>Subject: [Coral-List] diver distance
   >Dear Listers, I just spent more than a month diving in the Keys and
   >photographing the corals I have photographed yearly since 1960. Un
   >fortunately there has been no noticeable improvement at those sites
   >(Grecian Rocks and Carysfort Reef). Have spent last few days catching up
   >on e-mail and scanning the various coral list threads. As a geologist it
   >was easy to identify with the comments by Dennis Hubbard. His Caribbean
   >work indicates a coral growth hiatus at 3,000 and 6,000 years bp (before
   >present). In the Keys we have documented a hiatus in /Acropora
   >cervicornis/ growth centered around 3000 years bp as well as one
   >centered at 4,500 ka. The 6 ka hiatus found by Hubbard is not present in
   >Florida Keys reefs because the shelf was being flooded and corals were
   >just beginning to grow at that time. This knowledge is based on Carbon
   >14 dating of corals at the base of coral reef cores. Although dating
   >verifies two major breaks in coral growth there were likely many more
   >during the past 6 ka (thousand years) when the so-called Florida reef
   >tract was being flooded during the world-wide Holocene rise. Frequent
   >waxing and waning occurred during that time because approximately 98
   >percent of that 150+ mile long reef tract has built up no more than 2 m
   >of coral accumulation. That knowledge is based on more than 20 years of
   >high resolution seismic profiling and ground truth coring
   >. In fact, a core adjacent to the
   >Aquarius habitat revealed only 15 cm of accumulation during the past 6
   >ka. In other words biologists studying that area have in fact have been
   >studying a hardground community that looks like a coral reef. That's ok
   >because they would get the same biological results studying corals etc.
   >on a true coral reef accumulation.
   >True reef accumulations do occur in the keys but they are mainly in the
   >form of coral spurs and occur mainly on preexisting Pleistocene bedrock
   >highs. These are the named reefs that have kept pace with sea level rise
   >(about 2 percent of the reef tract). It is the cores of these
   >accumulations upon which our knowledge of Keys coral reef history is
   >based. Clearly there were climate related events (increased hurricanes?
   >fluxes of cold water? warming seas? diseases?) that kept the other 98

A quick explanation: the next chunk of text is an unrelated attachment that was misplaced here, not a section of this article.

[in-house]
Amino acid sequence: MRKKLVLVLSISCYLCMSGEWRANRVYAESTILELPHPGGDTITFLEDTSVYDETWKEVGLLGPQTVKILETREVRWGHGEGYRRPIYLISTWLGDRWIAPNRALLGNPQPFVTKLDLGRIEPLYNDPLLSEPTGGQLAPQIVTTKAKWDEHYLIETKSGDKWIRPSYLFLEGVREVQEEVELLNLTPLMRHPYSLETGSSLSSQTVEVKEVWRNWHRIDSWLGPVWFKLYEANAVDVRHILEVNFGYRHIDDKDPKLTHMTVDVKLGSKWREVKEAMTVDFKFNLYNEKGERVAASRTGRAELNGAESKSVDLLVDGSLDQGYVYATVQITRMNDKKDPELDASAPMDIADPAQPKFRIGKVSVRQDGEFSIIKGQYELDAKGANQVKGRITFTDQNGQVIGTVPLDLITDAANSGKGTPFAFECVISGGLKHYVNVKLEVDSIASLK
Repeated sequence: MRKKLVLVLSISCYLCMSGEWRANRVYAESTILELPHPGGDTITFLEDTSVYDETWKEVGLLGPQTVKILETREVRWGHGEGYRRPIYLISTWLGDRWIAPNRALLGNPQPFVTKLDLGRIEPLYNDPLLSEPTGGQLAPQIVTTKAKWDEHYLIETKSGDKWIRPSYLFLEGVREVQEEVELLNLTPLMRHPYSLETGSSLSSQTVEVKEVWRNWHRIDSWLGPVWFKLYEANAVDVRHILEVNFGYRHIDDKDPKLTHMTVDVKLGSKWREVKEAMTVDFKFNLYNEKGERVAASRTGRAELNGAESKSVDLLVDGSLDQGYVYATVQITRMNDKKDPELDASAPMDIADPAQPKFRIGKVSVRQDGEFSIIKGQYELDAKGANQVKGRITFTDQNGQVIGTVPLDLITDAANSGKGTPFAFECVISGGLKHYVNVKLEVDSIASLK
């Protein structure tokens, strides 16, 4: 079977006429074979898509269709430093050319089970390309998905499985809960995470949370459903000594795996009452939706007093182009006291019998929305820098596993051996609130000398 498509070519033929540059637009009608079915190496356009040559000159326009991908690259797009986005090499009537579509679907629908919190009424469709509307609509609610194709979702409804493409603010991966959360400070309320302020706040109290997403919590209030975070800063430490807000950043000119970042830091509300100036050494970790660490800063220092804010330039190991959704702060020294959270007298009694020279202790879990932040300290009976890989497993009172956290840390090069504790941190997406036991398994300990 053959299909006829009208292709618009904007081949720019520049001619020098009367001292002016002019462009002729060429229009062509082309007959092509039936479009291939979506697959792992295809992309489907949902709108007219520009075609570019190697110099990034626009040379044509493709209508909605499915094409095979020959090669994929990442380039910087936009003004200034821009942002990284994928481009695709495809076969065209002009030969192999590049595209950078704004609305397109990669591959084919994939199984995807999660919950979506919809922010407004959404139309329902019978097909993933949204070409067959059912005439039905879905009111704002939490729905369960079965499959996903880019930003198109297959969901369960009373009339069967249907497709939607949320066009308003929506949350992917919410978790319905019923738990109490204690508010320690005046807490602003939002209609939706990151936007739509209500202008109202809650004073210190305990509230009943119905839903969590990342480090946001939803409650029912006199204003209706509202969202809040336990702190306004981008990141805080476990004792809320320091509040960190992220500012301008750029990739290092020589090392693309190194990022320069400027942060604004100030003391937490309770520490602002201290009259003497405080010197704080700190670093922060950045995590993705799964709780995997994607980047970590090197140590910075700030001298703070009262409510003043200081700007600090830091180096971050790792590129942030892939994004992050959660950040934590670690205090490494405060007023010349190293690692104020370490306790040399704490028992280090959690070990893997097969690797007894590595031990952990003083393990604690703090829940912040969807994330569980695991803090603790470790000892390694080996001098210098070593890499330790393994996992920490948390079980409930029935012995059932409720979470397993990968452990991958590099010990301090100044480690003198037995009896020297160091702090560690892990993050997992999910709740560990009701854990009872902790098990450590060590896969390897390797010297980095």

>percent of the reef tract from developing along with those on the
   >bedrock highs.
   >Yes, People have likely affected growth in the past 50-years but that
   >does not prove natural events were not equally harmful. In the long
   >term, as Hubbard says, nature has likely been more harmful than people.
   >During this latest expedition I observed formidable examples of shifting
   >baselines or should we now call it the "new normal"? During our short
   >visit to Grecian Rocks we observed the arrival and departure of at least
   >5 large catamarans each of which disgorged 20 to 30 snorkelers, not
   >including the numerous private boatloads of snorkelers. I estimate that
   >around 200 swimmers snorkeled the leeward side of Grecian Rocks during
   >that day, and this was not even a weekend! I can only surmise that the
   >snorkelers were happy with what used to be a thriving reef and clearly
   >oodles of money was flowing into the Keys economy. After observing all
   >this activity the question of how close a diver should approach corals
   >seems moot. If the water is clear the divers appear to be happy and the
   >keys economy is flourishing like I have never seen during my 60 some odd
   >years of diving there. I wonder what it was like at the really popular
   >reefs such as Molasses reef?Gene
   >No Rocks, No Water, No Ecosystem (EAS)
   >------------------------------------ -----------------------------------
   >E. A. Shinn, Courtesy Professor
   >University of South Florida
   >College of Marine Science Room 221A
   >140 Seventh Avenue South
   >St. Petersburg, FL 33701
   >Tel 727 553-1158
   >---------------------------------- -----------------------------------
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   >Coral-List at coral.aoml.noaa.gov